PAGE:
I speak English, not as fluently as I used to speak years ago, but I still understand it very well. I spent 6 months in USA in the 90’s so I've improved my English!! But I don’t practice a lot in France… That’s why I would be very happy if I can speak more English… I didn’t use a translator for my 1st post (any translator, even the worst, wouldn’t write want « whant » as I did! My fingers got wrong…just like the “all” family… arrrrhhh! and may be others thinks)

To answer to tomboy, yes, the kind of flour is very important. My husband buys it in professional miller (minotier in French). You have few chances to make correct bread with the flour you buy in your local shop. Two bakers who use two different flours won’t have the same bread. Banette is one of the best flour in France (there are others as good), but you can have it only by professionals (in France, you can see the Banette logo on the baker’s door who use it). It can be the « je ne sais quoi » you’ve talked about ;-)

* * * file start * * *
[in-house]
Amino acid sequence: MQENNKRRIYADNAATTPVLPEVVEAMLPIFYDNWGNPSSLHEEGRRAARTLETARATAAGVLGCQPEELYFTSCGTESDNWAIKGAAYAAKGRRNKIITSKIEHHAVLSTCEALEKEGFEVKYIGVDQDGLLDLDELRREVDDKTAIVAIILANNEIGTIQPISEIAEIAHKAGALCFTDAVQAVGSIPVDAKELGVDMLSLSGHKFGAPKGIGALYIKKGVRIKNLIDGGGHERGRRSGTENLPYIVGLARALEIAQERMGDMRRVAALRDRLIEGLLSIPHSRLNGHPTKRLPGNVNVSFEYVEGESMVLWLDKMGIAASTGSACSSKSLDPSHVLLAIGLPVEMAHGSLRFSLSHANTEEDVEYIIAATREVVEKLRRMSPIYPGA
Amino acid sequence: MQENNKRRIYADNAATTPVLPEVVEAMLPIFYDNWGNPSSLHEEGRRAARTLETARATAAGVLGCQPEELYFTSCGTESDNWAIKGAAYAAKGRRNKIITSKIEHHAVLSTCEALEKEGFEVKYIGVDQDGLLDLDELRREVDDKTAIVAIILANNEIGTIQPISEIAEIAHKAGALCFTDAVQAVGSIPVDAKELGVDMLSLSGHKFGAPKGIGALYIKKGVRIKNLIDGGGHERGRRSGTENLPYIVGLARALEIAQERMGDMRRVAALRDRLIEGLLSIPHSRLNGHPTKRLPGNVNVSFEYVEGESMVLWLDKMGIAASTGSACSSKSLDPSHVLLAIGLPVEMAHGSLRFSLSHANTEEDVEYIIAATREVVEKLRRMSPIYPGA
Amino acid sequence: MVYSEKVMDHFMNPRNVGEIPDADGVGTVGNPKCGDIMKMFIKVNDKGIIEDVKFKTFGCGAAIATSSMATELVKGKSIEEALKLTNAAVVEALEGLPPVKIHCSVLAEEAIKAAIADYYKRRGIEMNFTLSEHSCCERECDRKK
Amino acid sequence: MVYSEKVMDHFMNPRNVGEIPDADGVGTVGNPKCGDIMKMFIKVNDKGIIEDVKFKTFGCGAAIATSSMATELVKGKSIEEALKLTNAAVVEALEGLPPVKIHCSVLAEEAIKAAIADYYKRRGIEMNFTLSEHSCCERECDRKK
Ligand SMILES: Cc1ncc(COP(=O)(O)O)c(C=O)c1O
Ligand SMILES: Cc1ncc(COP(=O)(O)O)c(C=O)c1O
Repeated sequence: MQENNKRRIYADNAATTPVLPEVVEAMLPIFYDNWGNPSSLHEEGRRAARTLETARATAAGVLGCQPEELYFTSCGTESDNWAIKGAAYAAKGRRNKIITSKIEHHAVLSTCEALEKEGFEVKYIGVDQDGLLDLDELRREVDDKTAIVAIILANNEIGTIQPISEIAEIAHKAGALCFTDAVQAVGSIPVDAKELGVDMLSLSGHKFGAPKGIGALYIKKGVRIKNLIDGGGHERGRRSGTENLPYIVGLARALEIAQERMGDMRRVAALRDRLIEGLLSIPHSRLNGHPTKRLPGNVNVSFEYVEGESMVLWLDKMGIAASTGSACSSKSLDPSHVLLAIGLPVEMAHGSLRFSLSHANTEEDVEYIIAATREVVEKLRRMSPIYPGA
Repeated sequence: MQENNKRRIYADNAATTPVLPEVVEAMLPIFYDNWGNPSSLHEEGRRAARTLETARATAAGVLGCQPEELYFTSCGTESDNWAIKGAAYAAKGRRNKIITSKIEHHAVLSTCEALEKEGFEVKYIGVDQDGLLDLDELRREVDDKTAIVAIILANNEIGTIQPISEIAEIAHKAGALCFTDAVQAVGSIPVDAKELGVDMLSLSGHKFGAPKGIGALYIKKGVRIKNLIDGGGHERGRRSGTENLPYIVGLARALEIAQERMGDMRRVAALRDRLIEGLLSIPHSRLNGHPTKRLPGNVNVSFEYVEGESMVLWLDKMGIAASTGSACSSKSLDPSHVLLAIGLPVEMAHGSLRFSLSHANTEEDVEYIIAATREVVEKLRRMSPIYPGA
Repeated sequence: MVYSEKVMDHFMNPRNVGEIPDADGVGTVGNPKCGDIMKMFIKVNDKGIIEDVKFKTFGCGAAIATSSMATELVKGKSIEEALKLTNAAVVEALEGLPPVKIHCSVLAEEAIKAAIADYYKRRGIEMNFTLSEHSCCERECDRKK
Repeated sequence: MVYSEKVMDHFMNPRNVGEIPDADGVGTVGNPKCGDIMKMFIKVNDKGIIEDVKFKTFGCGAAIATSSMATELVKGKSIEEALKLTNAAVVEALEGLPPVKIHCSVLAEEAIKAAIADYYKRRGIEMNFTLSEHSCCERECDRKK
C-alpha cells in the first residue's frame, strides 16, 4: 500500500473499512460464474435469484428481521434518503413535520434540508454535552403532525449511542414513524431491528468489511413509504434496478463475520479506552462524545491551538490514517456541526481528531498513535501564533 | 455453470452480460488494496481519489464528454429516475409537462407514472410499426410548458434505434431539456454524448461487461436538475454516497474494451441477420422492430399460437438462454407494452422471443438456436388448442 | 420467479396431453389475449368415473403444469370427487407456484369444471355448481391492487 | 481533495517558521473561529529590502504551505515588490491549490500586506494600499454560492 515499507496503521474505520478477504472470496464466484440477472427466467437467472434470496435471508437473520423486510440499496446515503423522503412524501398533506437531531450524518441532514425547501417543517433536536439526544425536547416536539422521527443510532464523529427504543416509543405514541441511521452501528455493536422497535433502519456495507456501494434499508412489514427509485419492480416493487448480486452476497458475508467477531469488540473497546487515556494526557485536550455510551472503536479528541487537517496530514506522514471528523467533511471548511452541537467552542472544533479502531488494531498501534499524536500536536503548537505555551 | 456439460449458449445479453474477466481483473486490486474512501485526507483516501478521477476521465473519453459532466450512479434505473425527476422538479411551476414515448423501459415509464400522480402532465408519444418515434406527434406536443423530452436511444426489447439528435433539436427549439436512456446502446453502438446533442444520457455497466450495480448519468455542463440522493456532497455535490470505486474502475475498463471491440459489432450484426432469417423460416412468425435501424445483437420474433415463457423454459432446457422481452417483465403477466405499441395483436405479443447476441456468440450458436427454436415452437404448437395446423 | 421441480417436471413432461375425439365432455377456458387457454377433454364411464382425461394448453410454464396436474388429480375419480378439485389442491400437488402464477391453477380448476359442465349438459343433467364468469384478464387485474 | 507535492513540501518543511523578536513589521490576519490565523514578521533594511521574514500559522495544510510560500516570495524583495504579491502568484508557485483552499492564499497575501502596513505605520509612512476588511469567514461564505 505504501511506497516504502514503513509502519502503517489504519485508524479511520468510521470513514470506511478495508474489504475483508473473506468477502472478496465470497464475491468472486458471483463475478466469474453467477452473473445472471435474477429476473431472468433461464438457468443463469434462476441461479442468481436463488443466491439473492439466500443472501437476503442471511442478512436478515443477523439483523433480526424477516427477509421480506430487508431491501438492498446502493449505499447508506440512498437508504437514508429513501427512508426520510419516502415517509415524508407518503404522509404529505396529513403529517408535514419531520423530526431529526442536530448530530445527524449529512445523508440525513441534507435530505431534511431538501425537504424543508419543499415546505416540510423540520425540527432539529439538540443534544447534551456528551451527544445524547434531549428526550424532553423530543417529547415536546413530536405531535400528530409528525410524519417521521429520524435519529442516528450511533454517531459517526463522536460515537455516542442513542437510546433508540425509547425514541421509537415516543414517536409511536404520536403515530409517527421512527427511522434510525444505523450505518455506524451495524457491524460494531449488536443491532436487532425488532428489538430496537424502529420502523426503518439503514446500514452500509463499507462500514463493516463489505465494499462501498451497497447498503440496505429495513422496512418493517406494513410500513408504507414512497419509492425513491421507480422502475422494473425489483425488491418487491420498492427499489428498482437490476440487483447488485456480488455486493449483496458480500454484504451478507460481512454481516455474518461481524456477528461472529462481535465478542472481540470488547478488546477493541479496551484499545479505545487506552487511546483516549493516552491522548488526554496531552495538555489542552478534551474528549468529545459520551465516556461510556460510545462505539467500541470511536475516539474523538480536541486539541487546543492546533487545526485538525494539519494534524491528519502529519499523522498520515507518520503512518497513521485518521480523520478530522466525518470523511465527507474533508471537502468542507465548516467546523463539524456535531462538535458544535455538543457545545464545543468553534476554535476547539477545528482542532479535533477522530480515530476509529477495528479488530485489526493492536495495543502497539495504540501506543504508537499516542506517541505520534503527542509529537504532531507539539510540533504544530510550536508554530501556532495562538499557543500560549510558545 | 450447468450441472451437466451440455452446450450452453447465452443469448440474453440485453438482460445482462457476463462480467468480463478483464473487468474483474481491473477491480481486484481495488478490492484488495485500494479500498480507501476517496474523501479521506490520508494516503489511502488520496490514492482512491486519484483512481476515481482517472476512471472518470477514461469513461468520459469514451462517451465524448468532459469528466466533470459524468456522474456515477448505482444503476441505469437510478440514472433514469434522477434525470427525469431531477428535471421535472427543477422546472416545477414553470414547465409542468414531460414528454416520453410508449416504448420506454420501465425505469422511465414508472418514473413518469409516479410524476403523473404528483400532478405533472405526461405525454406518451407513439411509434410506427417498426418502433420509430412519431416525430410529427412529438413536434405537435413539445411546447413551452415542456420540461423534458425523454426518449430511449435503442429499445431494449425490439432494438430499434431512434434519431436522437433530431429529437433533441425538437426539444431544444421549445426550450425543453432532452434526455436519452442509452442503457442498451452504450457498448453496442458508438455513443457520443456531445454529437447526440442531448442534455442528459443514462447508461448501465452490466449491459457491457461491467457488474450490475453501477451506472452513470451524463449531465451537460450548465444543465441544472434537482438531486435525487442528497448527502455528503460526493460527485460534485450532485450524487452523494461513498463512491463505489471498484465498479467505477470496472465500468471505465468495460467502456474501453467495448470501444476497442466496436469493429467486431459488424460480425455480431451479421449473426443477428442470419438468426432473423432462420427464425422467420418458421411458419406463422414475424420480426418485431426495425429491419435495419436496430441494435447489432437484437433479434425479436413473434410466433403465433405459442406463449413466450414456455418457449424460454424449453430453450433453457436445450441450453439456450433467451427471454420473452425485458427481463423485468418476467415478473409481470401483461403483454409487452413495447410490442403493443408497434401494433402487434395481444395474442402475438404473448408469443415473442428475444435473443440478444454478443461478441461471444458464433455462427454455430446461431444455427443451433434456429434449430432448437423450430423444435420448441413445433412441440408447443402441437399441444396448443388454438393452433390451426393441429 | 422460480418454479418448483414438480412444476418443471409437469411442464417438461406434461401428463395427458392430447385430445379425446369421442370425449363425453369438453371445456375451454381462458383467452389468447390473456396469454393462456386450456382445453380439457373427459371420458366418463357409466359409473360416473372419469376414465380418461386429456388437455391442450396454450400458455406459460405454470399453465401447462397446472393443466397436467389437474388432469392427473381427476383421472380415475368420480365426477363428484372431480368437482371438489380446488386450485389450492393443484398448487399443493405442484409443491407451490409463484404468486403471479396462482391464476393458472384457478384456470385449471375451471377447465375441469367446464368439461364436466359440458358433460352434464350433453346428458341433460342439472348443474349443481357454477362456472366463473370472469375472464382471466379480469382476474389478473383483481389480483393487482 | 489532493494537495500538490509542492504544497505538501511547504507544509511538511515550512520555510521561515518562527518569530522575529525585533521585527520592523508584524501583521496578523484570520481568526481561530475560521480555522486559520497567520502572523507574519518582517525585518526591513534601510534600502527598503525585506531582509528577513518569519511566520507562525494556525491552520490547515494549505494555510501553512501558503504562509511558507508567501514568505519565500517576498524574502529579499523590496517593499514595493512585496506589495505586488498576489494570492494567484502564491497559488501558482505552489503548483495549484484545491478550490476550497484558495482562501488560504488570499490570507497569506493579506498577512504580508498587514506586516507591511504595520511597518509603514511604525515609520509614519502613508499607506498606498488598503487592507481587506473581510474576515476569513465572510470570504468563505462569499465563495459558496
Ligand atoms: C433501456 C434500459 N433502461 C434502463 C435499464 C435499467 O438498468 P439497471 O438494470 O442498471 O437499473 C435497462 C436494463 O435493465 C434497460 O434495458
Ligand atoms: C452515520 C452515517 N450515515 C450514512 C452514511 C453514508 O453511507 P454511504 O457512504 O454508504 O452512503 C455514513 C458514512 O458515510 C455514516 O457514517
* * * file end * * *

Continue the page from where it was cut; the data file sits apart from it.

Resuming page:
For the workshop I wish to create, I think our guests could discover the step of making bread, knead and bake it in our wood fired oven and at the end of the workshop, a light meal would be included (cold meat with “charcuterie” and wine testing). And everyone goes with his own bread!

We can also make socca and pizza, we often eat with friends, why not gougères, croissants or pain au chocolat (which are also made with special flour!).

So, I wanted to thank you again for all you advice and supports!

Au plaisir !
Sandrine
Hello, I've run baking workshops, and I've noticed that you want to give the illusion of baking and some stories around it, ie where does the flour come from, why only certain types of flour for traditional bread etc. The only thing that's a challenge is that making dough can be incredibly boring. So we used to show how the dough is mixed, but then work with dough that had already bulk fermented and was ready to go. Of course, the crowning moment is baking your bread and taking it from the oven and eating it. Shaping dough is always the biggest challenge. Also a thing to think of is to shape your loaves so that they don't have to bake longer than 30 minutes. With baguette and small breads that's a given, and in a good oven, pizza is ready in 3 minutes of course. Longer than about 30 minutes and the baking itself eats too much time out of your workshop format.